On the booktrail sofa today is debut author Alison Baillie. Why do we rate this lady? She writes a cracking crime mystery and she’s a lovely person to boot. We met at a literary event and her passion for her writing and her book was plain to see. Oh how we chatted and drank tea! Now we’ve had to keep a lid on this cuppa and cake as we could talk for hours.
Her book Sewing the Shadows takes us to Edinburgh, Africa and the Outer Hebrides… Hi Alison. Here, have a piece of cake and let’s chat books!
Why did you choose the three locations you have in your novel and what does each of the settings mean to you?
My mother is from Portobello and we always spent my holidays at my grandparents’ house there. It is a very special place for me, tied up with memories of my childhood and also of the time when my sons were young. We were living in Edinburgh then, but we went down to Portobello every weekend to visit my grandmother and run on the beach, whatever the weather. After university I did my teacher training at Moray House in Edinburgh and then was lucky enough to get a job teaching English at Portobello High School. I lived in Edinburgh for the next 20 years, my sons were born there and for me it is the most beautiful city in the world. I go back there as often as I can and would definitely live there if I could.
I based the part in the Outer Hebrides on a very poignant trip I made with a friend of mine, whose family is from South Uist, to scatter her husband’s ashes. The part set in Eriskay and South Uist is very closely based on reality and my friend has a lovely auntie like Mary Agnes that we stayed with. Afterwards we drove to Harris and Lewis. The weather and atmosphere changed and I can still remember the impressive stark beauty of the Callenish Stones against the glowering clouds of the sky. The whole section set in Lewis is completely imaginary but based on what I felt there..
Plettenberg Bay is a really beautiful beach on the Garden Route in South Africa. I have a friend who has a house there and I have been lucky enough to visit four times now. I wrote quite a bit of the book there (as there was no internet and no distractions) and hope I have captured the beauty of the place. Actually when I started the book I had Tom and family going to Australia, a place I’ve visited only once and really liked but don’t know very well. It was only when I was in Plettenberg Bay that it occurred to me that this was a place I knew much better that would fit in well in the book.
Can you explain the title?
The title comes from the poem Bat by DH Lawrence, which is reprinted at the beginning of the book. I remember reading this poem when I was about thirteen with a young inspirational English teacher, who bears some similarities to HJ Kidd (only the nice bits of his character). It made a big impression on me then and when I was writing the book and looking for a title it suddenly came back to me. As the theme of the poem is the difference between appearance and reality (the swallows flying round the Ponte Vecchio in the dusk in Florence turn out to be bats) it is very appropriate to the theme of the book and the title could also suggest making sense of some traumas of the past. Also I just love the sound of the words.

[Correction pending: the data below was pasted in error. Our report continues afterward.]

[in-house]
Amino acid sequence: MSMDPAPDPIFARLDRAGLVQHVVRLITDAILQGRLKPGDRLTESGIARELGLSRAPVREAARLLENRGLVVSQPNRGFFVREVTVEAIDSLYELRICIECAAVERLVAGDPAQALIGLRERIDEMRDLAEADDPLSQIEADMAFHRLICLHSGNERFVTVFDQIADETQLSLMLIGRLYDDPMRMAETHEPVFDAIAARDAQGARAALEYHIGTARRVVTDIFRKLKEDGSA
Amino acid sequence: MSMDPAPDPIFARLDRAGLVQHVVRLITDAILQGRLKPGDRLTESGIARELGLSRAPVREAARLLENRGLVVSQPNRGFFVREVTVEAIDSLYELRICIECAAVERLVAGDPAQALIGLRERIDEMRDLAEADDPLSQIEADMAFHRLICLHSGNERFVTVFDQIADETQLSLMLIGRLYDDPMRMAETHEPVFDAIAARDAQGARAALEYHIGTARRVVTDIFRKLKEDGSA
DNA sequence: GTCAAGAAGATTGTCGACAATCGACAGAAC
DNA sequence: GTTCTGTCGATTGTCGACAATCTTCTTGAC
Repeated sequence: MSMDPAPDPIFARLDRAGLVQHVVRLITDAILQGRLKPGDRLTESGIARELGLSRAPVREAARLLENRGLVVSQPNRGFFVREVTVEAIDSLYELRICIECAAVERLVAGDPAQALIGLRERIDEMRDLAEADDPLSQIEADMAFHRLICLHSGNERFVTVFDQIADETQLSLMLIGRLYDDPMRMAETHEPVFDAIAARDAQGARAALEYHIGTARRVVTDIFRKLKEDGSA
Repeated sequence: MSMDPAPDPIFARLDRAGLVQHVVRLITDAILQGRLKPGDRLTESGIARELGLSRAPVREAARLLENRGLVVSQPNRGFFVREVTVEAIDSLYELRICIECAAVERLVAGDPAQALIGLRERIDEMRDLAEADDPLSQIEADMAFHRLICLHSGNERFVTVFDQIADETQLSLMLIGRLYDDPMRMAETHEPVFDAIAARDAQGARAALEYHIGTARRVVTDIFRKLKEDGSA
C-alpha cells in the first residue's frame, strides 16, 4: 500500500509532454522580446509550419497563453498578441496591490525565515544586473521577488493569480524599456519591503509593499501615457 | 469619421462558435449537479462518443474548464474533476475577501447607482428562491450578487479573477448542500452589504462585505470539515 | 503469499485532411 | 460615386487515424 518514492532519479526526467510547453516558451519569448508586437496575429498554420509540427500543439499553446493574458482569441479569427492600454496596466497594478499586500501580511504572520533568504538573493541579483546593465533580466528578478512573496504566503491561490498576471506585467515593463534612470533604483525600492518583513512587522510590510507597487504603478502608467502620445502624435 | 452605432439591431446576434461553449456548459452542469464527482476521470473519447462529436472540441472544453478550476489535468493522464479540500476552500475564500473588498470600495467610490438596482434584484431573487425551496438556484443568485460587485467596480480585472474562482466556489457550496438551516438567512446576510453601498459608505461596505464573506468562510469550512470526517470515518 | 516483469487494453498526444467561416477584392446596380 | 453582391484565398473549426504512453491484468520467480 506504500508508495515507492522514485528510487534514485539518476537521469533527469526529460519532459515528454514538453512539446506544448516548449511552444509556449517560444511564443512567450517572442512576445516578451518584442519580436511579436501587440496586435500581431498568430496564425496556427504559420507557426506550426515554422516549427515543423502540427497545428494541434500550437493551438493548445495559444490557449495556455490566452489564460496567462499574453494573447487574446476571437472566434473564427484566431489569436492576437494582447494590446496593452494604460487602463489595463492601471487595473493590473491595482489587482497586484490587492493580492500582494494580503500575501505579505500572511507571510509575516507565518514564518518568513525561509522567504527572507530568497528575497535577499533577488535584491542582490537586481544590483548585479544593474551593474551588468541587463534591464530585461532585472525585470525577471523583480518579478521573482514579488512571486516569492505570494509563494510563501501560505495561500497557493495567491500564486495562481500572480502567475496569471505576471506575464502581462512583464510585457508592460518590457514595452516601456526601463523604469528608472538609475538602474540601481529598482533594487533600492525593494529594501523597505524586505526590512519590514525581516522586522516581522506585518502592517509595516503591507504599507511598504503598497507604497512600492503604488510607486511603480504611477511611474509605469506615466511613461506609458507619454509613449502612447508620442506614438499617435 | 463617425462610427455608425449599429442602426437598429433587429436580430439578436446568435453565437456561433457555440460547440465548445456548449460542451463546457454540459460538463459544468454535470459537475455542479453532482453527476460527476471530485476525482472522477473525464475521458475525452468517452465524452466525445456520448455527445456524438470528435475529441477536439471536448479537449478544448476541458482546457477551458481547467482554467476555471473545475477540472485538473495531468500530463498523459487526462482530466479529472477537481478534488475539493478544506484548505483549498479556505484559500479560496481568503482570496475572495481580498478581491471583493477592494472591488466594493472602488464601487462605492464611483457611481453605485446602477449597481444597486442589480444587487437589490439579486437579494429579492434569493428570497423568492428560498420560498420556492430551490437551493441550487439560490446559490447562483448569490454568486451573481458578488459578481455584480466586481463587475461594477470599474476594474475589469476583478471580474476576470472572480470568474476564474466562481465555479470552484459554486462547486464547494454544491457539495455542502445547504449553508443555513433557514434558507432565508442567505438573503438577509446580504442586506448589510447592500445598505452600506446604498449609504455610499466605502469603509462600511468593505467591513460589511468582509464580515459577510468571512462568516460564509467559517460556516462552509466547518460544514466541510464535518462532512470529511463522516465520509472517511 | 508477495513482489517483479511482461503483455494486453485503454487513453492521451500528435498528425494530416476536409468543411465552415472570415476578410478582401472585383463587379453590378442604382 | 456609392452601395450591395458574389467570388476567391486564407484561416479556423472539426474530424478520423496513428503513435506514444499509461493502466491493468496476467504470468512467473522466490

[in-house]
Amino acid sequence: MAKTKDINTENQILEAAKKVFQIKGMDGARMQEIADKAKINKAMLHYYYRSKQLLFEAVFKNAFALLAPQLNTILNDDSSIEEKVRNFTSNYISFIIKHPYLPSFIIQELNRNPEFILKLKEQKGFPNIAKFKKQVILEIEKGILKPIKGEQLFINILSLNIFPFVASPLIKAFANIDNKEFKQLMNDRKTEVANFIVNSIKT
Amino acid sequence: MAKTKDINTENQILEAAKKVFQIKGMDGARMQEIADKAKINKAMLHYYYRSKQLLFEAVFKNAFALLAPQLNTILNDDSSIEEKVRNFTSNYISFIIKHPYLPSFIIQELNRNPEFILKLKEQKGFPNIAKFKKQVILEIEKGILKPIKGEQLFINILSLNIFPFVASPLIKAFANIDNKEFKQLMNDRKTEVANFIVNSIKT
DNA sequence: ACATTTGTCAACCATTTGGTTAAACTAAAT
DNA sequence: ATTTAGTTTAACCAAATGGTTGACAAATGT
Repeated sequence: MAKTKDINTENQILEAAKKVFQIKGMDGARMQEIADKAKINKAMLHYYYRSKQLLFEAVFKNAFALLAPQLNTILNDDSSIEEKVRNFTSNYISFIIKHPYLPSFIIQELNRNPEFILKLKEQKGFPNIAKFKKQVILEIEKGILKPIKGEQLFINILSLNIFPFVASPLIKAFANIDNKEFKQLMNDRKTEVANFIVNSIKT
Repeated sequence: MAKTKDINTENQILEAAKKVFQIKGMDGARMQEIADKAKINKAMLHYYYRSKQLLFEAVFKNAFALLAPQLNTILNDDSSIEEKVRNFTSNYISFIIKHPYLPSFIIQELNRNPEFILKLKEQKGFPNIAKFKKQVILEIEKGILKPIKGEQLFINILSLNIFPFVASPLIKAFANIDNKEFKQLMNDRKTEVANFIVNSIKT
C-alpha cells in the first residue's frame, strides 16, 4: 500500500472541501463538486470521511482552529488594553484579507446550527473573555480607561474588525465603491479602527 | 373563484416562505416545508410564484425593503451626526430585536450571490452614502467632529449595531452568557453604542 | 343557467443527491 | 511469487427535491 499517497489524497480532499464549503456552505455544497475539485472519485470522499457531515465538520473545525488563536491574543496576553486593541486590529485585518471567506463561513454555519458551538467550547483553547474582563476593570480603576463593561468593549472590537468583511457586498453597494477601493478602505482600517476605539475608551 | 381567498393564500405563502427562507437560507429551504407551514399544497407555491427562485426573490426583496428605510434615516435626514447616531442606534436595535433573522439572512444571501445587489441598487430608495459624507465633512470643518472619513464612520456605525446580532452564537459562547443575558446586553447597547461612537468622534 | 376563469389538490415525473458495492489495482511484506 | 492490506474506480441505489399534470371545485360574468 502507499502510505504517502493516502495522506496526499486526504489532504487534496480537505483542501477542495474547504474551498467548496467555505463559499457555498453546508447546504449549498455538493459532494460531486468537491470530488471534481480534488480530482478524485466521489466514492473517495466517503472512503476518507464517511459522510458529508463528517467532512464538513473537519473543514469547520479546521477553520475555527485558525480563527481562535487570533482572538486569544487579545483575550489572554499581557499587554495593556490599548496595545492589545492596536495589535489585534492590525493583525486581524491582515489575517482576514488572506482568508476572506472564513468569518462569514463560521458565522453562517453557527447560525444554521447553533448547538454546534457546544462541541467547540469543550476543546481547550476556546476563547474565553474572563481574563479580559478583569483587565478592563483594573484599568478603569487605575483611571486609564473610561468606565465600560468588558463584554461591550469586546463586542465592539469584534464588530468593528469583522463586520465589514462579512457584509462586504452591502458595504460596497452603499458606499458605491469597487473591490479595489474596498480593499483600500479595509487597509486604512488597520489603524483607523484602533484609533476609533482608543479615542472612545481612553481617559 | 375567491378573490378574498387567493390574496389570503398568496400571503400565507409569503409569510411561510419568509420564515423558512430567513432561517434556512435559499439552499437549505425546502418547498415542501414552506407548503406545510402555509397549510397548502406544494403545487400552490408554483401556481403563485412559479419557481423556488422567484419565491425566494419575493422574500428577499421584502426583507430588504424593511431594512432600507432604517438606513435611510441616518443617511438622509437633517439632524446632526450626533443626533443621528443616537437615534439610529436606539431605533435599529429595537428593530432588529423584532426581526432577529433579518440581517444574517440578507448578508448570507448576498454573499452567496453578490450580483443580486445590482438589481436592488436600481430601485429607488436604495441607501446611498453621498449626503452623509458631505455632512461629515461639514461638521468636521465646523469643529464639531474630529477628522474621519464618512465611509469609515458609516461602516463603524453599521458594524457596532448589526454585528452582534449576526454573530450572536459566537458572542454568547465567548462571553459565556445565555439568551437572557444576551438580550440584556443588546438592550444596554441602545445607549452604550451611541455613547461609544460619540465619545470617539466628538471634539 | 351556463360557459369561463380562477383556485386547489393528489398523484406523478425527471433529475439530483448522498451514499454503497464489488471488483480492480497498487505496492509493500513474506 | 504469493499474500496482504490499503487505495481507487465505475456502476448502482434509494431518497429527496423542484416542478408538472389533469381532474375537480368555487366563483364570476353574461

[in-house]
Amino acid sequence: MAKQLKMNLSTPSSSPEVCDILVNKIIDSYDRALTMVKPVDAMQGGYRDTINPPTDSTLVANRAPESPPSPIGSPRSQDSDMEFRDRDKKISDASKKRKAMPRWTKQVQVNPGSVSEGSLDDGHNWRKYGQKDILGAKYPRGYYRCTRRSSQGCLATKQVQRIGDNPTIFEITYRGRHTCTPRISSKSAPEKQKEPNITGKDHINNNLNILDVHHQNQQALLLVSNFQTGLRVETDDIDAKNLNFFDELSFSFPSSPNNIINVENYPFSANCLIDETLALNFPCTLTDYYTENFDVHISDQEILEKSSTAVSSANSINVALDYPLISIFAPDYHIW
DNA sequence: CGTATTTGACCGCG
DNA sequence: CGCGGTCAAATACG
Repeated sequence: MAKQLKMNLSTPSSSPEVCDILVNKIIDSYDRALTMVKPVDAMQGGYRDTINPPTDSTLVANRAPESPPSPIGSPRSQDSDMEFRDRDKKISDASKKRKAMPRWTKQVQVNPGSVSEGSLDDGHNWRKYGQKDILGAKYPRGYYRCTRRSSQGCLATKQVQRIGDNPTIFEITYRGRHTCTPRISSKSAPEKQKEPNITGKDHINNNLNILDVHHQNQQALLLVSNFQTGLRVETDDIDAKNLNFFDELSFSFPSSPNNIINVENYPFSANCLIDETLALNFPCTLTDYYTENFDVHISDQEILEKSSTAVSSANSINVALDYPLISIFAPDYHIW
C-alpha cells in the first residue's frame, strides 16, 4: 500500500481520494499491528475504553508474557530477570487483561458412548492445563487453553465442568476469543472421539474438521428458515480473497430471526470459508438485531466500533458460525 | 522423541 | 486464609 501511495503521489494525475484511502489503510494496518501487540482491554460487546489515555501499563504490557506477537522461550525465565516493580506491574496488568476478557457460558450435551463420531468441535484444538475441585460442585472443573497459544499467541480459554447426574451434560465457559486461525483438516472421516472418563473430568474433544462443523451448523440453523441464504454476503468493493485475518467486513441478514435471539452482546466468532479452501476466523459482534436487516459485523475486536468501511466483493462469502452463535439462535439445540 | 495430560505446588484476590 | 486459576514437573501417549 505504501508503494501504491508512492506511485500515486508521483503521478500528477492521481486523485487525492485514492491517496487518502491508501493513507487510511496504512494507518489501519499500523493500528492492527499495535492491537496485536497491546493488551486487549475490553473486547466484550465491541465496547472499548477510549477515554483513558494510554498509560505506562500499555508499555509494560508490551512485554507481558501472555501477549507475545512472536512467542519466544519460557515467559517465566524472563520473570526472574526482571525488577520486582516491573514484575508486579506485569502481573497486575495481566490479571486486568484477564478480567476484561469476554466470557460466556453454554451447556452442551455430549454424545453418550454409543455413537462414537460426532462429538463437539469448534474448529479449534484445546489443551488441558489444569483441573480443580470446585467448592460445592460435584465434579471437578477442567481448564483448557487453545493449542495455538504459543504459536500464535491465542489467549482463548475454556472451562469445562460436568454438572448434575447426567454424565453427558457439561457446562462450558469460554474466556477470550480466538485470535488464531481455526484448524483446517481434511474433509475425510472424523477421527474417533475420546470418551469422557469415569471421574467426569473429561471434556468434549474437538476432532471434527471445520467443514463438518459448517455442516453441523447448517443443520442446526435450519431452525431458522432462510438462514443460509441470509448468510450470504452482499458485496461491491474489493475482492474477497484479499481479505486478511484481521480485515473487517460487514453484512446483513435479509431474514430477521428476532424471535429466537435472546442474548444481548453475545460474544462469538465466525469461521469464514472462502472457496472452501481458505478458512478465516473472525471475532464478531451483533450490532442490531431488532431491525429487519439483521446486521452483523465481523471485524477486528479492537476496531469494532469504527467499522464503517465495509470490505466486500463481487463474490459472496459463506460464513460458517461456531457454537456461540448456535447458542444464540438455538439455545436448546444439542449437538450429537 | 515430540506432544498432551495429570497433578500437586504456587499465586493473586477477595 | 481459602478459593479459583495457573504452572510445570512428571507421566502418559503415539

Have you ever attended a school reunion? Why did you choose this as a major setting?
I did attend a school reunion about ten years ago, and it is the basis for the reunion scene in the book. I actually went to Ilkley Grammar School in Yorkshire, but I’ve transferred the scene to Scotland. My charismatic old English teacher was there and it was wonderfully organised by a dear old school friend (who doesn’t bear any resemblance to the annoying Patsy). I thought then that this would be the perfect way to get all my main characters in the same place at the same time at the beginning of the book. It was also the 400th anniversary of my school’s foundation and we had a trip round the new school with my old English teacher, a scene which I have also used in Sewing the Shadows Together.
How secrets destroy families is a complex web of intrigue. What kind of research did you do into this area?
I didn’t really do any formal research. It was more as a result of several high profile murders which took place when I was teaching in Edinburgh; I began to empathise with the families and wonder how young people, the age of the students I was teaching, would be affected by tragedies like these. Since then, I’ve often been surprised by people around me – even the most perfect families on the surface were full of secrets and conflicts which were only revealed once you scratched the surface.
Were you inspired by stories of innocent people convicted of a crime in the news?
Oh, yes. I became very interested in stories of miscarriages of justice and read several books, read hundreds of internet articles and followed many campaigns. I was horrified by the way so many people’s lives had been ruined, often on the flimsiest of evidence.
And with that, Alison and I decide to have more coffee and cake and chat about Scotland since it’s a country close to both our hearts and well, talk books too as you can never talk enough about books can you?